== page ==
Yahoo named PayPal President Scott Thompson as its chief executive on Wednesday, hoping the well-regarded Internet technology and e-commerce expert will replicate his success at eBay Inc and turn around the struggling company.
Mr. Thompson, credited with driving growth at eBay’s online payments division PayPal, joins Yahoo during a period of turmoil, as the company plows ahead with a strategic review in which discussions have included the possibility of being sold, taken private or broken up.
Thompson, a former Visa payments software platform designer,
joins the company five months after the firing of previous CEO Carol Bartz as the one-time Web powerhouse Yahoo struggles to compete with newer heavyweights Google and Facebook.
“I’m from Boston, we’re the underdogs since the beginning of time. Hopefully that spirit has held through. I like doing complicated, very difficult, very challenging things,” Thompson said in an interview.
Mr. Thompson, who takes over on January 9, will also join Yahoo’s board. He ran eBay’s PayPal since early 2008, and was previously its chief technology officer. Under his leadership Yahoo said PayPal increased its user base from 50 million to more than 104 million active users. PayPal processed US$29-billion in payments in the third quarter of 2011.
Chairman Roy Bostock told analysts on a joint conference call with Thompson, that Yahoo has no intention of being taken private.
Yahoo’s shares were down about 2% in mid-morning trading Wednesday and eBay’s shares fell 3.5% as analysts said the online retailer would miss the respected Internet executive.
“It’s probably a slight negative for Yahoo, because it makes the sale of the entire company to someone like Microsoft less likely,” said Brett Harriss, an analyst at Gabelli & Co, which owns Yahoo shares. “He’s certainly a competent manager and he’s certainly been successful at PayPal.”
EBay Chief Executive John Donahoe told staff in an internal memo that Mr. Thompson’s move was a “shock.”
“Scott informed me Tuesday afternoon, saying that despite his passion for PayPal, this was an opportunity he felt he had to take,” Mr. Donahoe said.
Other analysts expressed skepticism about Mr. Thompson due to his lack of experience in Yahoo’s core business of online media advertising.
“I am not convinced that a payments executive is the right choice for a leading online media company, but it is notable that Thompson has a strong Internet and technology background, which could help Yahoo in its uphill battle to compete against stronger technology-focused enterprises,” said Colin Sebastian, an analyst at RW Baird.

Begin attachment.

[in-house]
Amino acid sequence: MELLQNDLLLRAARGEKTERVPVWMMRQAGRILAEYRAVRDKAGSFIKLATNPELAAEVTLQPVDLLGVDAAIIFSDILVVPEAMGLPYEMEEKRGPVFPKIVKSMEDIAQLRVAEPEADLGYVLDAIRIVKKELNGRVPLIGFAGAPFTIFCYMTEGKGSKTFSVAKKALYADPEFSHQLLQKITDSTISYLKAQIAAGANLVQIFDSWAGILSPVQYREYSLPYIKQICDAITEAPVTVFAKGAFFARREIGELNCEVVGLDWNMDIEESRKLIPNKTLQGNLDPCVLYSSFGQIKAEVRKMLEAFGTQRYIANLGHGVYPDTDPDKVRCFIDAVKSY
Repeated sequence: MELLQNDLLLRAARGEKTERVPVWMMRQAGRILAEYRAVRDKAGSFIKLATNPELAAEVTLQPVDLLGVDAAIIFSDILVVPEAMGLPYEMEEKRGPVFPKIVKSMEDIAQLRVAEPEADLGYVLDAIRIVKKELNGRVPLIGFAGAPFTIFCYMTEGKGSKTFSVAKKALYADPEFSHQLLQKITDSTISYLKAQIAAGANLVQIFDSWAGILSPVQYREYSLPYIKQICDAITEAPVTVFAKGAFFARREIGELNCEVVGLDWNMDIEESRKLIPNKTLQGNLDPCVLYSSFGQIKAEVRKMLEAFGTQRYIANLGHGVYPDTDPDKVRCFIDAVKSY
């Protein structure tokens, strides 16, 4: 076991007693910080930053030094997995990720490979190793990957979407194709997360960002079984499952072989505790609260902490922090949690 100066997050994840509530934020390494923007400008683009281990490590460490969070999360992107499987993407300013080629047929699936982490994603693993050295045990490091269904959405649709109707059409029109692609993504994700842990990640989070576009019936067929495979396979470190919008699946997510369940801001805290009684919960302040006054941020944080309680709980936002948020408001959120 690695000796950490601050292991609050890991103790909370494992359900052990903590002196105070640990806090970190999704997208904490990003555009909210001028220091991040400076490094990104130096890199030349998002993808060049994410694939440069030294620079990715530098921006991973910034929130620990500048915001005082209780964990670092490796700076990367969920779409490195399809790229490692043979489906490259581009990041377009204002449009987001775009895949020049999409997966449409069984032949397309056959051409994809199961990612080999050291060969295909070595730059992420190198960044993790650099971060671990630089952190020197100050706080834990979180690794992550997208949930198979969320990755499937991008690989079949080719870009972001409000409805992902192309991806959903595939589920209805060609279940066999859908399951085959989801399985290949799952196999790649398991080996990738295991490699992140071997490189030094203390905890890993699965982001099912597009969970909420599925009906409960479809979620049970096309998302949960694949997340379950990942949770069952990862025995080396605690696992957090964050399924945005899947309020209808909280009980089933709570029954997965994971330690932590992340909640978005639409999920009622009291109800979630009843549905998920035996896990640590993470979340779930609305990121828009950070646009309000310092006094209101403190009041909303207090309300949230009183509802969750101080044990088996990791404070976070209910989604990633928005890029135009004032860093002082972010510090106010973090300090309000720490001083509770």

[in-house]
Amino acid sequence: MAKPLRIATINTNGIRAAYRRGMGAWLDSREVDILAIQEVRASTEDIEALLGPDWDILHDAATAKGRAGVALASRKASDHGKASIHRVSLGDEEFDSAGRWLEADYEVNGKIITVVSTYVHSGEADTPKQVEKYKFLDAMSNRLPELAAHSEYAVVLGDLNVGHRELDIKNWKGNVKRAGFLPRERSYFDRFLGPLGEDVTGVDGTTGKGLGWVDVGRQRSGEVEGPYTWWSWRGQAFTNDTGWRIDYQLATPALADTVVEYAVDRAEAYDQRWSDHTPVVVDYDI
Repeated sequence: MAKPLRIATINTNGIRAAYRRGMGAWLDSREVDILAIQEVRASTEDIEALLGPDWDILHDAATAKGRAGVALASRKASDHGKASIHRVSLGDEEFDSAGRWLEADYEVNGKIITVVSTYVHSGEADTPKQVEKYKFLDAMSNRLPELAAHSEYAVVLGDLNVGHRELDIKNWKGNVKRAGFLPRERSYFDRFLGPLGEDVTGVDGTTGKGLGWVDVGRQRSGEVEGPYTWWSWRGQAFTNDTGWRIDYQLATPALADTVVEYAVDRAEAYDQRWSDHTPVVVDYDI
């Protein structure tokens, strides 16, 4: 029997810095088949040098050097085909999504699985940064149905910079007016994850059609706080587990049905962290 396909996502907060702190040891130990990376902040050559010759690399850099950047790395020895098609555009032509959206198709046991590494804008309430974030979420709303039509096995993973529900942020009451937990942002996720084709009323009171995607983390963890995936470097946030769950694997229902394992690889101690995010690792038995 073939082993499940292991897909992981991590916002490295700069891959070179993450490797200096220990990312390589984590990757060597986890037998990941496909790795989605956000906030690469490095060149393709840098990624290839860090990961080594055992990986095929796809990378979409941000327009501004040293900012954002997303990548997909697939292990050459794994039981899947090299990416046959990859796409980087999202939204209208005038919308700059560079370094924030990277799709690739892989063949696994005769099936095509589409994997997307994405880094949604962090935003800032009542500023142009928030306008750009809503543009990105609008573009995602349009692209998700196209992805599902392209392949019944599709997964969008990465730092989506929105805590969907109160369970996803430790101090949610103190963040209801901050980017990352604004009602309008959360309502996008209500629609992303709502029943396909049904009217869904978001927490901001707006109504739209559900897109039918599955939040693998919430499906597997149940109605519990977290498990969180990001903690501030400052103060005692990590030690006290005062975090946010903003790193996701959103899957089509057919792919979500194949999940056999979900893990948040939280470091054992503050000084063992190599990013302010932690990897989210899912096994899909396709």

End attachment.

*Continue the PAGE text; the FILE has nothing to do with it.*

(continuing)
Thompson said in an interview that Yahoo was in a strong position with its large user base of more than 700 million people.
“The traffic itself that these sites generate is a very big number, the collection of assets that sit below this core business I think are not well understood and clearly have tremendous opportunity to be leveraged as we look forward to the future.
Yahoo recently has been discussing slashing its stakes in China’s Alibaba Group and its Japanese affiliate as part of a share deal worth about US$17-billion, according to sources familiar with the situation.
Alibaba has also hired a Washington lobbying firm in a sign that the Chinese e-commerce company would be willing to make a bid for all of Yahoo in the event that talks to unwind their Asian partnership fail.
Analysts said one of the first tasks for a new Yahoo CEO would likely be to oversee the sale of its Asian assets.
“A CEO who’s respected in the Internet industry taking control and giving it a unified vision will be very helpful,” said Jordan Rohan, an analyst at Stifel Nicolaus. “The sale of the Asian assets is what happens first and what happens afterwards is just a question of how they deploy the cash they get from the sale.”
Yahoo Chairman Bostock said Mr. Thompson would not be distracted by decisions related to the Asian assets.
Yahoo, whose services include mail, search, news and photo-sharing, was a Web pioneer that grew rapidly in the 1990s but has been struggling to maintain its relevance and advertising revenue in the face of competition from newer rivals.
In 2008, Yahoo rejected an unsolicited takeover bid from Microsoft worth about US$44-billion. Its share price was subsequently pummeled during the global financial crisis and its current market value is about US$20-billion.
Co-founder Jerry Yang stepped down in late 2008 after being severely criticized by investors for his handling of the bid. The company cut thousands of jobs and later agreed to an advertising and search partnership with Microsoft.
© Thomson Reuters 2011